• The legacy of the dumba was so strong that missionaries co-opted it and turned it up-side-down as the Christian Church Women’s Union. It is now upside down because it falls under a male pastor or bishop, since it is a must that the chairperson be the pastor’s wife or the missionary’s wife who reports to the missionary, pastor or bishop.
  • Western colonialism, Christianity and Islam have had the effect of promoting, escalating male domination of African society and African women. Both whites and Arabs tended to encourage and strengthen those African practices which they perceived as similar to their own as male-dominated societies. That is why the mistaken view now prevails which says dare is a sexist male institution, even though men copied it from the dumba, the very original dariro.
  • There is no Western communication theory or philosophy equivalent to African Relational Theory based on dariro and dumba. This theory is a web connecting God’s creation of the human race; pottery as an art and an act based on the understanding of God as potter and woman as both potter and carrier of the foetus which is moulded in her womb. The pot itself is a circle and a metaphor for the womb and for woman, thereby linking the invention of cuisine and the preparation of food in a pot to God’s creation as well as to sex and reproduction. The Bukusu use a phrase which, in Shona, would come across as ‘kubika mukadzi’, meaning to make a woman conceive!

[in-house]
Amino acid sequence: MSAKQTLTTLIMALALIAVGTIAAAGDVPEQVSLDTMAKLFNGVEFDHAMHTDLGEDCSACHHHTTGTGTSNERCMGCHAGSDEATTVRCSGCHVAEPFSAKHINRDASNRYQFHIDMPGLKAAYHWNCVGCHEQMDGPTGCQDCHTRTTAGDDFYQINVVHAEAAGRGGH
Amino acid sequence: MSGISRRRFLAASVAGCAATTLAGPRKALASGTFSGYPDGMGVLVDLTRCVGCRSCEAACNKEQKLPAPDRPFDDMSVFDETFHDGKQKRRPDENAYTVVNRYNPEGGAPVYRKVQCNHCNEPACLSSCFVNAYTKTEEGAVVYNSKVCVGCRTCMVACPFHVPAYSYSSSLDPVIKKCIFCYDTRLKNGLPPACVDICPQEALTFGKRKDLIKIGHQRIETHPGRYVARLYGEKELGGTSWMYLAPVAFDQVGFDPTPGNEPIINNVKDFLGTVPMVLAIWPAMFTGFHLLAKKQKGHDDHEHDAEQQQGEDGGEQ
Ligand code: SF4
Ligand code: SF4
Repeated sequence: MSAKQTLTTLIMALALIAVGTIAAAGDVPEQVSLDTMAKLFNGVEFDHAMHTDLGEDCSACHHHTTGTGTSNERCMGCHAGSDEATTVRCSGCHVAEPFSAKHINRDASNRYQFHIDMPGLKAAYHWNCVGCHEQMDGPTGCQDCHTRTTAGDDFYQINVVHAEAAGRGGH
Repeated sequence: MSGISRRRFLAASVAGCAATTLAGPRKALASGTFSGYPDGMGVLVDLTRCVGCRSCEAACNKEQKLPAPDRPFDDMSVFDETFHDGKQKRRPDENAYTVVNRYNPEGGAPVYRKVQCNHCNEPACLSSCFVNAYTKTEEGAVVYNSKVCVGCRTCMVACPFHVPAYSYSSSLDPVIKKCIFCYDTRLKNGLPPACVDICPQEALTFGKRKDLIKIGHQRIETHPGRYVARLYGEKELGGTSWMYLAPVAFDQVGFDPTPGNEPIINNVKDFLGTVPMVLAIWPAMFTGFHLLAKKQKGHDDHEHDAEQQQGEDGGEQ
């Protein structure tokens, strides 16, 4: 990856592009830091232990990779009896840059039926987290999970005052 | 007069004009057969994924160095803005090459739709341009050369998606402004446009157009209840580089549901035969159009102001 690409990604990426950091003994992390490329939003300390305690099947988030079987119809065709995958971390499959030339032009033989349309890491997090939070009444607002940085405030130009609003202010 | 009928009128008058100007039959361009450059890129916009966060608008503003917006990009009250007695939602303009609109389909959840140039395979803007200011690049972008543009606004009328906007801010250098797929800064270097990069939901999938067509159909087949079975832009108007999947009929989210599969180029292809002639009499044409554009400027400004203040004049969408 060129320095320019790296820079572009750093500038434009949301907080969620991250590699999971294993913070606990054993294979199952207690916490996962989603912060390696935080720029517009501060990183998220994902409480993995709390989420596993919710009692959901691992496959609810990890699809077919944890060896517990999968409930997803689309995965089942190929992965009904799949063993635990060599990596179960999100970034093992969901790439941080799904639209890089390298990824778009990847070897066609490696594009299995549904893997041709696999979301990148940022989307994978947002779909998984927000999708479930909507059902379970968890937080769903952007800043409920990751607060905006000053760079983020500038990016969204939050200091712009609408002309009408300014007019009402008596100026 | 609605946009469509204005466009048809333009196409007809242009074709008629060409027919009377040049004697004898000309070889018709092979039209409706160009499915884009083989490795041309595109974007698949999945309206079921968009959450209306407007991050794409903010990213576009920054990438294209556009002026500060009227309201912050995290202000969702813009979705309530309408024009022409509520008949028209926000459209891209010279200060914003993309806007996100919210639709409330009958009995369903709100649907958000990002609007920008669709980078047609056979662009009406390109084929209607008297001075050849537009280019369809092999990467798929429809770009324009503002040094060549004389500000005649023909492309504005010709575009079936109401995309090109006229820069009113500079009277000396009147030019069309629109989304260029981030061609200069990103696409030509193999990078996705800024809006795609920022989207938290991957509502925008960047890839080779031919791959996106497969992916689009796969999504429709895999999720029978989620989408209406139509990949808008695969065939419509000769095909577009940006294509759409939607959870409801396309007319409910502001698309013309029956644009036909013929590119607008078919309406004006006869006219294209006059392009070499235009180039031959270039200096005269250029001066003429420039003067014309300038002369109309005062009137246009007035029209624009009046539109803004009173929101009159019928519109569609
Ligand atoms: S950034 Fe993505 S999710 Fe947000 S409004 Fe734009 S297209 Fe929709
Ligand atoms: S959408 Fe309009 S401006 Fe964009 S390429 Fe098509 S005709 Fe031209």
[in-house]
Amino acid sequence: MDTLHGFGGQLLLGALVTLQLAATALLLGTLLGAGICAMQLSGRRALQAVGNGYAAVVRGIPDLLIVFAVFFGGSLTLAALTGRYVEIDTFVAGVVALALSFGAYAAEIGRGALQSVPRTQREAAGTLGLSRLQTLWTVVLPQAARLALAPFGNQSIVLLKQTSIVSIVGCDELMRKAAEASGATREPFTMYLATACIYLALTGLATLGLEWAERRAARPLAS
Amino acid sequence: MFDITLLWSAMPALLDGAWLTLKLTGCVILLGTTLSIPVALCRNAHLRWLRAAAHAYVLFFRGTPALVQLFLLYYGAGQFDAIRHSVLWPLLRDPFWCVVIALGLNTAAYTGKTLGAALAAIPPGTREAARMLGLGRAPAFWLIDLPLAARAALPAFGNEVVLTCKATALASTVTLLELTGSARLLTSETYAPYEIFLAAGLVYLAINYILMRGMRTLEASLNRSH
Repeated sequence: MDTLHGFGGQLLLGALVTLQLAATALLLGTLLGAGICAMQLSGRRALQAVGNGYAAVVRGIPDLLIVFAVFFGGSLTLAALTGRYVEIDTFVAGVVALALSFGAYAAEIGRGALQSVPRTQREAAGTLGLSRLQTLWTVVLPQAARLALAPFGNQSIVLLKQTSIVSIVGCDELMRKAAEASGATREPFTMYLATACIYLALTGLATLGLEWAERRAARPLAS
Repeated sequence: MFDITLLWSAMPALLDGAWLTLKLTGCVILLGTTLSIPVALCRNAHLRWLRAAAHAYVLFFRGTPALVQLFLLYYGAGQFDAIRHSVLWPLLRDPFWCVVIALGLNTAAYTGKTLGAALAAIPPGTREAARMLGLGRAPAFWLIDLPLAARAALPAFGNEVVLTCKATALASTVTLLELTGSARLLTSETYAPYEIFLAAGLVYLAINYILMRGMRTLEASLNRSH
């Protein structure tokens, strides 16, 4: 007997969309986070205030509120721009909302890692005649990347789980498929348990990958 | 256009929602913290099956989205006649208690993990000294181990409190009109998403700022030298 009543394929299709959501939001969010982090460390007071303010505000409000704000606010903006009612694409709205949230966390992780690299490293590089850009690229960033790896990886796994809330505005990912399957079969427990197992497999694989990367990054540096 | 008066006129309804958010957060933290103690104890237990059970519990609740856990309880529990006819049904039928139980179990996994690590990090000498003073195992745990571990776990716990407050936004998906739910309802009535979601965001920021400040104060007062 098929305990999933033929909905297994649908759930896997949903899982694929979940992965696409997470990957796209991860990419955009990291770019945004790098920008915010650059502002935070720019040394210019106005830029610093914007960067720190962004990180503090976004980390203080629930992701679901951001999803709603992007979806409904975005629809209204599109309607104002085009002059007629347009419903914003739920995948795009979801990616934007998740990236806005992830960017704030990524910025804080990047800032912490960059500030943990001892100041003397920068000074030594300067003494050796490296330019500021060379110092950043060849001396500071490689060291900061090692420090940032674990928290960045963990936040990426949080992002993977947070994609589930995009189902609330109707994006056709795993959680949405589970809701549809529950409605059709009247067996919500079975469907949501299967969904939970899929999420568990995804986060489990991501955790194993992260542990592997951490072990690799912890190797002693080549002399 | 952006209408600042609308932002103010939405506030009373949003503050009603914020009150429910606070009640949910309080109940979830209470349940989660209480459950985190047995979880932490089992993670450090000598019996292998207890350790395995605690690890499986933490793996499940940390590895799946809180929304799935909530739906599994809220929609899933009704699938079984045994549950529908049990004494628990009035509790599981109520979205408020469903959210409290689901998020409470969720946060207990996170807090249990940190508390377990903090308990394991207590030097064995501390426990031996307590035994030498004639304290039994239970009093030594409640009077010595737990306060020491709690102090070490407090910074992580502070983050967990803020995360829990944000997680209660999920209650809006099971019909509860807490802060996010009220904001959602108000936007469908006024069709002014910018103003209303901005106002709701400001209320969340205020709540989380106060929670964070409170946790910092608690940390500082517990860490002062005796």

• But it is the dominance of dariro in the arts which makes it a primary vehicle for African communication theory. This theory, because it is the opposite of Western linear communication theory, is actually suited for the age of the web and digitisation. This can be the subject of another installment another day.